Lessons of Resilience: How the Pandemic Changed Hospitality

As the hospitality industry continues to recover from the devastating effects of the COVID-19 pandemic, hospitality leaders recognize that there is a massive opportunity to change the industry for the better.

On Oct. 19, Johnson & Wales University’s College of Hospitality Management held its annual Hospitality Summit, gathering power players from across the industry to discuss these opportunities through the lens of “Rediscovering Resilience.”

“The onus is on [the hotel industry] to try new things.”

One panel gathered five industry leaders to discuss the lessons they learned from the pandemic, and what they see for the future. The panelists were:

  • Larry Foster '16, manager, franchise sales & development for the midwest and southeast regions, Wyndham Hotels & Resorts, Inc.
  • Rodahl Leong-Lyons, associate vice president, global sales and events for the Americas, Global Hotel Operational Services
  • Robert Mellwig '97, senior vice president, talent & culture (HR) at Auberge Resorts Collection
  • Kevin Osterhaus, president, Graduate Hotels
  • Scott Somerville '93, president and principal, Renascent Hospitality

“It’s a war,” Mellwig said. “If we don’t start getting creative as an industry … it’s going to be hard for us.”

Here’s a look at three ways the COVID-19 pandemic changed the hospitality landscape, and a look at what the future might hold.

Optimizing the Guest Experience

Innovation is the focal point of pandemic recovery, the panelists agreed.

Today’s traveler often has different priorities than their former counterparts, Osterhaus said, and it’s important to adapt accordingly. Hotels should take inspiration from other industries to offer a smoother guest experience, removing friction and making it easier for guests to get what they want or need.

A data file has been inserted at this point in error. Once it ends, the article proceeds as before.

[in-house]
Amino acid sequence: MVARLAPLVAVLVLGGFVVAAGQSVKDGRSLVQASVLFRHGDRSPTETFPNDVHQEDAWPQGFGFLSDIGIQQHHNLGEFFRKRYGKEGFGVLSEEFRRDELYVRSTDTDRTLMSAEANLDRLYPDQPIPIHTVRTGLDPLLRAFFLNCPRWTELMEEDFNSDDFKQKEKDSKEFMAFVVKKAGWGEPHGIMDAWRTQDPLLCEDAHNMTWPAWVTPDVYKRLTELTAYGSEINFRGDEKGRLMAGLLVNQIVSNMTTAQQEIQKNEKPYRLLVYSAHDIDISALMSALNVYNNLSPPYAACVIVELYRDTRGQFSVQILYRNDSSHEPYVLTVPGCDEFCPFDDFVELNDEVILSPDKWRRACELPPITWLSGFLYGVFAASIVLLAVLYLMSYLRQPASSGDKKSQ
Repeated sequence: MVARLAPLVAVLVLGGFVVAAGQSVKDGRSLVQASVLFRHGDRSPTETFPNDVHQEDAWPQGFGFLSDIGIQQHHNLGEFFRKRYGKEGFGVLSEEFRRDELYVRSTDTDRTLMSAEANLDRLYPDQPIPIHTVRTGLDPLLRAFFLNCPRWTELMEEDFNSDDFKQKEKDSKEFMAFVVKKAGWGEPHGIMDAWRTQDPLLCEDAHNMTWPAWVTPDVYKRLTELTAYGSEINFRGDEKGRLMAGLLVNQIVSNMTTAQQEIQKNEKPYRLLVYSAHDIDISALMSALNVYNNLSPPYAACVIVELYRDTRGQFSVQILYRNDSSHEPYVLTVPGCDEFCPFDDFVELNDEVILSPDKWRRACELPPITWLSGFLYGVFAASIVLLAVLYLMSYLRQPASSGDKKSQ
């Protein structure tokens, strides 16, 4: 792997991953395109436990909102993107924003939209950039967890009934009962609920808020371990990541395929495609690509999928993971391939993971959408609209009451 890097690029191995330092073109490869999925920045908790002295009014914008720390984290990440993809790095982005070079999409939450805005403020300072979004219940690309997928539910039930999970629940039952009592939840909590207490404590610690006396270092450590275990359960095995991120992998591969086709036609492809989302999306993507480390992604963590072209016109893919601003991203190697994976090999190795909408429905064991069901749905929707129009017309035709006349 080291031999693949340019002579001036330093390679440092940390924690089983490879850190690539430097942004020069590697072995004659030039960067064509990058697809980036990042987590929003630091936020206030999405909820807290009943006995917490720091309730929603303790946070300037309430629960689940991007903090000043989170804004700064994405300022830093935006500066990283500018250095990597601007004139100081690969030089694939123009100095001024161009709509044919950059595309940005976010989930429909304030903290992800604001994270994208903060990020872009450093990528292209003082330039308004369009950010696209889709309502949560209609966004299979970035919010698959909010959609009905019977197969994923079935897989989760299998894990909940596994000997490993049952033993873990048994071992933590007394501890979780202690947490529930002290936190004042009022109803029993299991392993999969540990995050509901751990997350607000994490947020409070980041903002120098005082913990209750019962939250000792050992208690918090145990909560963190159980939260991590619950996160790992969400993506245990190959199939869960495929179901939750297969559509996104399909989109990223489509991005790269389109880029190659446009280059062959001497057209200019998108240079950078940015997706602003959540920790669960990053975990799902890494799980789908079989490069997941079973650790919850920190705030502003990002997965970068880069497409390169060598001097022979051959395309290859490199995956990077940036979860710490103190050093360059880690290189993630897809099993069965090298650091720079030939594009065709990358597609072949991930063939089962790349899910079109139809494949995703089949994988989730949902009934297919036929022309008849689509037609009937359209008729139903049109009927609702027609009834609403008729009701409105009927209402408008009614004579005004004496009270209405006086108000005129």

“I don’t know why it’s taking the hotel industry so long,” he said. “The onus is on us to try new things.”

One example: room phones. Guests usually must call the front desk to order room service, request new towels or submit other requests. In a time when texting is ubiquitous, guests should be able to send a message from their smartphone and eliminate the need for calls entirely, Osterhaus suggested.

Related Reading: Surviving the Supply Chain Crisis

Changing Employment Trends

The pandemic caused a massive change in the labor market, from changed priorities to the way people think about work at all.

To retain and incentivize quality workers, employers need to reconsider what benefits they offer and how they do business, Mellwig said.

The rise of the gig economy and the prevalence of side hustles led to many people thinking of work through an on-demand lens. Employers need to be creative and meet these expectations, which could mean offering pay on a more frequent — even same-day — scale, to allowing employees to choose shifts and schedules that work for them. Along the same lines, employers should consider customization, Robert said, such as letting employees build their own benefits packages based on what matters most to them.

Employers should show mutual respect to prospective employees by respecting their time and effort, Leong-Lyons added. Rather than making a candidate wait weeks or even months before hearing back about a hiring decision, hiring managers need to stay in contact, she said, and speed up the process wherever possible.

Types of Travel

Before the pandemic, business travel made up a large portion of the hospitality industry. With the rise of video platforms, telecommuting and virtual conferences, many employers are less inclined to send workers for in-person visits. When corporate travel does happen, it’s often on very short notice, Mellwig said.

As more people shift to remote work, hotels have a unique opportunity to offer high quality experiences to visitors, Osterhaus said. By offering “creative working spaces” within their facilities, Graduate Hotels have started tapping into a new market of co-working spaces, he said.